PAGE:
Philip Larkin's "groping back to bed after a piss" is the line of poetry I recite most frequently these days.
Sometimes I might mumble Shelley's "My name is Ozymandias, king of kings" under my breath if I observe office hubris receiving its comeuppance.
Or I'll dramatically declaim John Keats' "The Eve of St Agnes, ah bitter chill it was" into the frigid air as I venture out on a cold winter evening.
And once in a while, I will even attempt William Butler Yeats' gloomy "Cast a cold eye on life, on death. Horseman, pass by" when I want to be left alone. Although I doubt anyone knows what I'm talking about.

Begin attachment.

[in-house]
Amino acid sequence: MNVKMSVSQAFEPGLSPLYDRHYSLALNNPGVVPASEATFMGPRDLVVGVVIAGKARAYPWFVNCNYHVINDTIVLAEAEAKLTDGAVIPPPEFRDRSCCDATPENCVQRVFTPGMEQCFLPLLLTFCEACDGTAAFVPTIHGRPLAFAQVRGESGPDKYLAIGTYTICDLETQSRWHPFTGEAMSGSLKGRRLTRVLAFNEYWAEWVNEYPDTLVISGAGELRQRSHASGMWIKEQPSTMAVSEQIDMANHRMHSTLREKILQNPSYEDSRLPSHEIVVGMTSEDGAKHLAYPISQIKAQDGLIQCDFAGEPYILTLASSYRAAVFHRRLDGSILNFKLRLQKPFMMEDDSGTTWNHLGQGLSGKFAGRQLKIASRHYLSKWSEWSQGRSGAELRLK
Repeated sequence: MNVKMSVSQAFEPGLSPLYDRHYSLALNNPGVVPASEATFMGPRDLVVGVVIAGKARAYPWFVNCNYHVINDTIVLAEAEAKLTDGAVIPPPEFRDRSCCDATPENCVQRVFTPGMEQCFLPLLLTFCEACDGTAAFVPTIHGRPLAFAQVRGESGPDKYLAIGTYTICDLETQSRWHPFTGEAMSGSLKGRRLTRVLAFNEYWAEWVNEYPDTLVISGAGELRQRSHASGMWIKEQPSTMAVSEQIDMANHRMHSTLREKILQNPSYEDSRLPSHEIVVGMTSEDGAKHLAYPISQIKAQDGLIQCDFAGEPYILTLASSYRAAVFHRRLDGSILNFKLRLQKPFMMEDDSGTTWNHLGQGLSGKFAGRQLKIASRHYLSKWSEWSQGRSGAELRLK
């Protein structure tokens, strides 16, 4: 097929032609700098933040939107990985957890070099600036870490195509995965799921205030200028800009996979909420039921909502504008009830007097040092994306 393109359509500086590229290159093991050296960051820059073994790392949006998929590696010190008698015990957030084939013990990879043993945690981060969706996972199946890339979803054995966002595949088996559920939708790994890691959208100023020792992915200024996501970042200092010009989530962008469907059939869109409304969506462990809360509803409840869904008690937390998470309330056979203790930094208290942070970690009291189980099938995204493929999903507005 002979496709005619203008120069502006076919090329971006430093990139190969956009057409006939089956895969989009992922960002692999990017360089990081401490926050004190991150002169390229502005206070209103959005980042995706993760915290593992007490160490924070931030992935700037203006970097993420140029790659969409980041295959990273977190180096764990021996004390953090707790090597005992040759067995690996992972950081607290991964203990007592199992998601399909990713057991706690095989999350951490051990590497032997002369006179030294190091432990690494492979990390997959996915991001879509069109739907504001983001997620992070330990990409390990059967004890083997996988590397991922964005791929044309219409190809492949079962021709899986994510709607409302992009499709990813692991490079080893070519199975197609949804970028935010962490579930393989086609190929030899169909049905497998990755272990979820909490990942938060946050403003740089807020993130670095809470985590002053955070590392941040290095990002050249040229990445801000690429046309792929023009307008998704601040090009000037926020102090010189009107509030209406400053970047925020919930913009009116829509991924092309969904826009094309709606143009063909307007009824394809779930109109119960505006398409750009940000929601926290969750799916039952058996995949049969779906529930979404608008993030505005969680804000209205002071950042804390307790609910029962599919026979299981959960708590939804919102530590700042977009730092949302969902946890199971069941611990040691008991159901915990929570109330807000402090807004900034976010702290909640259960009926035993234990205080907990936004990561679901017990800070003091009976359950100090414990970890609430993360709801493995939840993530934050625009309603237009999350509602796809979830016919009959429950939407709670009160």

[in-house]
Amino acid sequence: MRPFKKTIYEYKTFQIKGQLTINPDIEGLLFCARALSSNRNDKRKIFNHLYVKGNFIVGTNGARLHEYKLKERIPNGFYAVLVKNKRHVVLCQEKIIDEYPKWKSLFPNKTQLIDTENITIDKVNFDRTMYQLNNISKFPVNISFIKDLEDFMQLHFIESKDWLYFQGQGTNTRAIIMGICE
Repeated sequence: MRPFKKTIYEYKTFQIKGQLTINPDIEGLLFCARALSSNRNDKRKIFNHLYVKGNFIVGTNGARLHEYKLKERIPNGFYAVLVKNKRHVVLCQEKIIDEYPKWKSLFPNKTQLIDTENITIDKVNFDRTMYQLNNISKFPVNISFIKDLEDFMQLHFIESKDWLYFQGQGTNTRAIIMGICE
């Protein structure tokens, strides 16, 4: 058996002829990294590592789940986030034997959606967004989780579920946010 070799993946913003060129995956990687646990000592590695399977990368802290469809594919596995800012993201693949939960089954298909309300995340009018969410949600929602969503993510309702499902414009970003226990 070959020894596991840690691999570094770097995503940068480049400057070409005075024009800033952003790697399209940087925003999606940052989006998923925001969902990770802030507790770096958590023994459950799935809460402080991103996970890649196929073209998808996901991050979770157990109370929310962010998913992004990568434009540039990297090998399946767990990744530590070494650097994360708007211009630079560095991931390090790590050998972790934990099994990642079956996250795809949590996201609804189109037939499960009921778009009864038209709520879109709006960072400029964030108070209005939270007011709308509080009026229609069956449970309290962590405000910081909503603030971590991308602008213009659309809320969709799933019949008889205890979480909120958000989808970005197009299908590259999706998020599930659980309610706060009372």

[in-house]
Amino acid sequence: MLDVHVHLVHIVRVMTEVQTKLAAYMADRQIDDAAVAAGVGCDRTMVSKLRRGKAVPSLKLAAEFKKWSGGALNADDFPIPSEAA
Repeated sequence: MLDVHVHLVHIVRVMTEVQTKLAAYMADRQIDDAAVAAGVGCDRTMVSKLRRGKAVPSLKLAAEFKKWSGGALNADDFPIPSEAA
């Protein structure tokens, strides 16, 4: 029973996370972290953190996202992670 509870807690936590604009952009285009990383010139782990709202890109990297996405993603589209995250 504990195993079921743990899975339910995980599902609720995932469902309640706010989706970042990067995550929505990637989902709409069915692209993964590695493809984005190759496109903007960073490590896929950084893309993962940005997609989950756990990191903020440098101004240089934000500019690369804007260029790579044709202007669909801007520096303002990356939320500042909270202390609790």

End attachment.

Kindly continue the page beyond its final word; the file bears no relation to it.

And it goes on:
But it's Larkin's "groping back to bed after a piss" that I quote every night of the week without fail.
It wasn't always thus. I once knew Shakespeare's sonnets and Byron's She Walks In Beauty. I supplied roses with Christina Rossetti's words and I did verses of John Donne.
Alas, no more. How soon the romance of youth is superseded by the bladder problems of middle age.